The shape of things to come

As we contemplate 70 years of ESOMAR history, Jo Bowman asks three client-side researchers to do the almost-impossible: predict how things will change in the 70 years ahead.

Back in 1947, as the world contemplated the future of the newly independent India and Pakistan, the rise of the USSR as a superpower and, in lighter moments, the Roswell UFO incident, who could have envisaged the world of 2017?

Even the best minds in research at that time would have struggled to come up with a picture in which China – which was then yet to be even declared a communist republic – would emerge from behind the bamboo curtain and become the factory of the world; the factory that produces our handheld gadgetry and much that has accompanied the rise of digital.

Alexander Linder is director of corporate consumer and market insights at Swarovski, a company that has a heritage dating back well beyond 70 years; it was founded in 1895. His work is doubtless a world away from that done by his predecessors, and he forecasts continued massive evolution in client-side research.

“In 70 years from now, we will have much more implicit measuring techniques and many more data traces left by the consumer,” he says.

“The data is still becoming richer. The researcher’s role is a navigator – they have to support the client in differentiating the relevant from the irrelevant, selecting and combining different data formats, understanding and interpreting the relevant patterns in the right way, and supporting the implementation of research findings to maximise its impact.”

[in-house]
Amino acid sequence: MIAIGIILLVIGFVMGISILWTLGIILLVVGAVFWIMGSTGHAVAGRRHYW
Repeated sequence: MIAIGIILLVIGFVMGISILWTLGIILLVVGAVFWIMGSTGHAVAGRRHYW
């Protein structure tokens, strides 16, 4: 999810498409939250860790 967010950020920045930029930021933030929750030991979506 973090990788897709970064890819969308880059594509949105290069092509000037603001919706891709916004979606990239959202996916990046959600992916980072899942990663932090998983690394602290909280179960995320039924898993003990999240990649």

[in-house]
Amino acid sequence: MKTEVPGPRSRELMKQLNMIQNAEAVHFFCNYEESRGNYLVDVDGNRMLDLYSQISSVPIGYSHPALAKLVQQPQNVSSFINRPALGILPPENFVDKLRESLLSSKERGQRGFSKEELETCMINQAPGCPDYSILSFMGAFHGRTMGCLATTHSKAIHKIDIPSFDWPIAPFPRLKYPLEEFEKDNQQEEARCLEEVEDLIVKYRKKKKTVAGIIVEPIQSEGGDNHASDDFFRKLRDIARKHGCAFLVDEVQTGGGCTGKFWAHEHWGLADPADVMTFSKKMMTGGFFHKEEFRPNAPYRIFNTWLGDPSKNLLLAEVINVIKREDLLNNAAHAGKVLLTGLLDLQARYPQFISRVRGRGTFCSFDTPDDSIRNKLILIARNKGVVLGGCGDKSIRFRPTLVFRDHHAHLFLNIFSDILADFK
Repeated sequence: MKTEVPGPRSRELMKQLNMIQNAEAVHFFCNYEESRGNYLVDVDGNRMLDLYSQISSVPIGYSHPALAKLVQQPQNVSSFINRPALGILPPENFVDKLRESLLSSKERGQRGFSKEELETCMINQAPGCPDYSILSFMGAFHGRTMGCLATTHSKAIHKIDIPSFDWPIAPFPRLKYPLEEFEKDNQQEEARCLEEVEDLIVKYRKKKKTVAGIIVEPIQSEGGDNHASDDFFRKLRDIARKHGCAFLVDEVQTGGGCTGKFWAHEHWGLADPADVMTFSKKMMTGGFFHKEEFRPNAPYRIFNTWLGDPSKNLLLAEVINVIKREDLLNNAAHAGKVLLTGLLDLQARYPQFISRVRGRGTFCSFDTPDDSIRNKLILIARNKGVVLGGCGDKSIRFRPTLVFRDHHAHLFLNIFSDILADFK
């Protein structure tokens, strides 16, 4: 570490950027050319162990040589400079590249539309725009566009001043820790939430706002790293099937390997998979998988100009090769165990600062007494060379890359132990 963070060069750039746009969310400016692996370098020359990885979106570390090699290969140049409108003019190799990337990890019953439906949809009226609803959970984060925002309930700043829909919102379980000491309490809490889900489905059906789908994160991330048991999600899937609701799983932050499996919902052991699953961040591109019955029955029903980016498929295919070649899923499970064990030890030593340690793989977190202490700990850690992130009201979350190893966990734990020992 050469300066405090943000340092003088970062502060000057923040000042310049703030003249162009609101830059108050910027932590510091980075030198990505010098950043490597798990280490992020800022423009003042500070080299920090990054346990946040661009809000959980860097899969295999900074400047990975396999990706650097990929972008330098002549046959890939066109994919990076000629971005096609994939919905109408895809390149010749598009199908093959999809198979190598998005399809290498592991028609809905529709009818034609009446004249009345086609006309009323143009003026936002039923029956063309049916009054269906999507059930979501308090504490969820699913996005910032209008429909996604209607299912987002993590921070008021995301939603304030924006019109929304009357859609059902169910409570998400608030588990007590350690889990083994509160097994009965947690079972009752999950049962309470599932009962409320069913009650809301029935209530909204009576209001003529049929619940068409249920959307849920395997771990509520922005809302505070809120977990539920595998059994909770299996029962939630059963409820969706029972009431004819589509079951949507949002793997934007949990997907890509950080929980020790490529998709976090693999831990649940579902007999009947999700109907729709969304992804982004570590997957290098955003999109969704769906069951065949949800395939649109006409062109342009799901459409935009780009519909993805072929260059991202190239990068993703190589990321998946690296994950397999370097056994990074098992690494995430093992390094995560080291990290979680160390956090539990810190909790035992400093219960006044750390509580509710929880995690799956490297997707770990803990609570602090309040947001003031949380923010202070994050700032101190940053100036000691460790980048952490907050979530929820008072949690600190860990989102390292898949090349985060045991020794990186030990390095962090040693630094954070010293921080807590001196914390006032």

Anneke Quinn de Jong works for another industrial stalwart, Philips, which back in the 1940s was still some years off from inventing the music cassette tape. Things have moved on somewhat since then, as has the day-to-day business of the researcher. The pace of future change will be even faster, she predicts.

“For me it’s quite radical, because we’re already on the brink of the fourth industrial revolution,” she says.

“There are endless possibilities, with billions of people connected on mobile devices and their access to knowledge is unlimited. These possibilities will only be multiplied by technology breakthroughs in Artificial Intelligence, 3D printing, biotechnology and so on, so I think that even in the next decade, we’ll see a very interesting dynamic in our understanding of the human brain.

If you’re an ESOMAR member you can read the full article in MyESOMAR in the digital copy of Research World. If you are not a member of ESOMAR you can join and receive a free copy of Research World 6 times a year or alternatively you can sign up for a subscription of the magazine in our publications store.